Start a new thread

1 to 20 of 36 replies

Apparently the first two are clematis and the third is a boston ivy, according to the people we bought this house from. Last spring just as we moved in, I had a baby, and consequently the garden got a bit neglected and none of these were watered all summer. Are they now dead? T

here does seem to be green wood in the stems.


If you scratch the stems with your fingernail and it's green underneath, they're not dead. Some clematis look like that in the winter and some have shoots coming from the soil in the spring.

Last edited: 05 March 2017 08:13:59

Thank you. Sorry the photos didnt all post with the first post. The last picture here is of the

boston ivy - should it not have leaves on it year round?

Sorry - having photo issues. This should be the boston ivy.


Agree but wait a while longer.  Clematis in particular can look dead right now but keep your eyes peeled for new buds to suddenly show.  

There was a question about when to feed plants and feeding clematis now is a good idea.  A good thick mulch too.  



No - Boston ivy's deciduous. It's also quite hard to kill  

The first clematis is possibly a montana, which looks dead at this time of year until you get the little shoots appearing at the leaf joints. A well established one will be absolutely fine, so don't worry too much. You should see some growth soon.

Check the other one by scratching a little of the 'dead' looking woody part. As has been said, if there's a bit of green there, it'll be fine. Water is essential for good clematis growth, so if you're in  a dryish area, or the clematis is in a dry part of the garden, just make sure it's watered in long dry spells, and add a mulch afterwards to keep it happy.

In any case, if you don't know what varieties they are, wait till they flower and post some pix, and you'll get a bit of help with the ID. That will help with the pruning regime and any maintenance in future.  

I'm wondering why the Boston Ivy has a trellis - it's self clinging, so no need for any.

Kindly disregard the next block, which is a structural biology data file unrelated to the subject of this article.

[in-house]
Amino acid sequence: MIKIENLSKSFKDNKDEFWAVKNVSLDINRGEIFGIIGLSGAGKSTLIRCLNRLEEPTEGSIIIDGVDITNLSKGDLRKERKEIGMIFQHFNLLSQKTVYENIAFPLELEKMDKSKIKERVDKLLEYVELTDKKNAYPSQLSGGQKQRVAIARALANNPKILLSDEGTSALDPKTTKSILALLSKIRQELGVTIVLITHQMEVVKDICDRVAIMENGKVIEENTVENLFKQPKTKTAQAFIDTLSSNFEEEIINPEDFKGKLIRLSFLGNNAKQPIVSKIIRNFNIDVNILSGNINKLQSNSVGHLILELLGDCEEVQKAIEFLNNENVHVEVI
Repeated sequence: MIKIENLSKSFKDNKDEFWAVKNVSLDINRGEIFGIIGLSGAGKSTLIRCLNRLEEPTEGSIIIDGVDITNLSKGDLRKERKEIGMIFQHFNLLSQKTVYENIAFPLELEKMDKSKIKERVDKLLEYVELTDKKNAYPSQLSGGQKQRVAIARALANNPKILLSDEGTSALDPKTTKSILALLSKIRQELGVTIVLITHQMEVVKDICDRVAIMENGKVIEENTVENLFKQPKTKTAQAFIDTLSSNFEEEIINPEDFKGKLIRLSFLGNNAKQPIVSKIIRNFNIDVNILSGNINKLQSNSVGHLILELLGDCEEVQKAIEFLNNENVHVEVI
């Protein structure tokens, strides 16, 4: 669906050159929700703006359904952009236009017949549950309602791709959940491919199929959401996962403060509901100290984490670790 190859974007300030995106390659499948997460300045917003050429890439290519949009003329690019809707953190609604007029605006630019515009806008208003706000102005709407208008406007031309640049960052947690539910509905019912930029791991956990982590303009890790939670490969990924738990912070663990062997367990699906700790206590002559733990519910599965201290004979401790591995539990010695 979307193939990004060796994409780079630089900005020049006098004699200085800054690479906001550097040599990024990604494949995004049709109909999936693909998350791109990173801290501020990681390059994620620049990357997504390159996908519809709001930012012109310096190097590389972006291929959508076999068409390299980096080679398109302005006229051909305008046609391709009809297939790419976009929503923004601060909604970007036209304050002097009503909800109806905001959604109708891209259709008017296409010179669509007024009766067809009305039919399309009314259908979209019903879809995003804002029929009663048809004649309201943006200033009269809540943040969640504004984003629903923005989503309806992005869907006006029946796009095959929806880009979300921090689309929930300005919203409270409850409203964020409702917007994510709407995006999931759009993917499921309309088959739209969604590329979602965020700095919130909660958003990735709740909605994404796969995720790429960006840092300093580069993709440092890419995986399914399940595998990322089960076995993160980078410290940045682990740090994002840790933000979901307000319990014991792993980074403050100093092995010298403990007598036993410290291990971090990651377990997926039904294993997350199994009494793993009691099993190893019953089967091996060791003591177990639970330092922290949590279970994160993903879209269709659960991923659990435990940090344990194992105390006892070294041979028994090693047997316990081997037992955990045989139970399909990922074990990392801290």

neither of those photos of Boston Ivy,  are Boston Ivy.

Right! Sunday morning detective work is underway. Thanks so much for the help. The clematis both appear to be alive. I'm going to find the thread about clematis and give the poor neglected things some nourishment. Any tips on what to use for mulch? Manure? Bark chip? Some kind of mixture? 

The boston ivy however doesn't appear to be alive. Most of the distal stems are crunchy brown with no green and look very dead to me. However some of the proximal bits look possibly ok - there's a green bit with a less green core.

Trying to attach some photos of all 3 plants.

Thanks, the third one is a boston ivy - I've checked photos of the house when we bought it and that's definitely what it is. Not sure about the trellis - possibly to avoid it destroying the brickwork? The photos didn't post the way I intended, will go back and edit to avoid confusion.

Last edited: 05 March 2017 08:46:07


don't forget some climbers die back, but they're not dead. They regrow from the base. Note the dried curly bits on your 'Boston Ivy' 

Boston Ivy doesn't have those.

Some of the photos don't enlarge to a clear image but I think these are all clematis

The boston ivy (?) is the one on the far right in this Rightmove photo, in a metal pot. Is there something else it could be? Off out to check near the roots! 

Last edited: 05 March 2017 08:49:56


I think you're right nut. I didn't really look closely at the pic of the 'ivy', and just saw the trellis....

 It does look like a clematis as well. Boston Ivy leaves a 'tracery of stems' clinging to the structure it's growing on. New growth comes from that. We have it covering the building I work in. 

Montana's new growth comes from the existing framework which is there all the time. The early flowering clematis, in general, are like that as they don't get pruned in the same way as the later ones. Later ones produce new stems for flowering,  but growth also come from the existing stems which get pruned back around this time of year.  

Oh dear. Shall I just get rid of it then? I had always thought they were best avoided but, well, this one is already here, so I've just left it for the last year. Seemingly I've managed the impossible and killed it though! It's brown and crunchy near the base too. Near the middle you can see where I just snapped off a small branch. No green.



Can't see that well enough janer2, but it's not Boston Ivy.

The building I work in has had that growing on it for many decades - and it's still standing aym. Victorian house are often covered in it, and it's cousin Parthenocissus/Virginia Creeper, with no issue . They've all been around a while  

There are often scaremongering stories about ivy of all kinds. As is often the case, a little common sense - and maintenance - is all that's required   

Mind you - so many modern houses are made of cardboard and glue, so perhaps they're not such good subjects for it! 


aym - it isn't Boston Ivy - not in the pic janer was showing! 

And if it's dead - the issue's solved anyway  

Last edited: 05 March 2017 09:12:52

Well, it seems to be moribund at best, whatever it is, so perhaps we'll never find out!

I think I might use a different pot from the metal one, and plant a climbing rose of some sort. It's a north facing wall but not sheltered.


Are you unable to plant directlyinto the ground janer?

If you want to put another climber in a pot, get a really big one. Climbers of any kind need plenty of room for sustenance and water 

No, the drive is tarmac. I will track down a big pot though!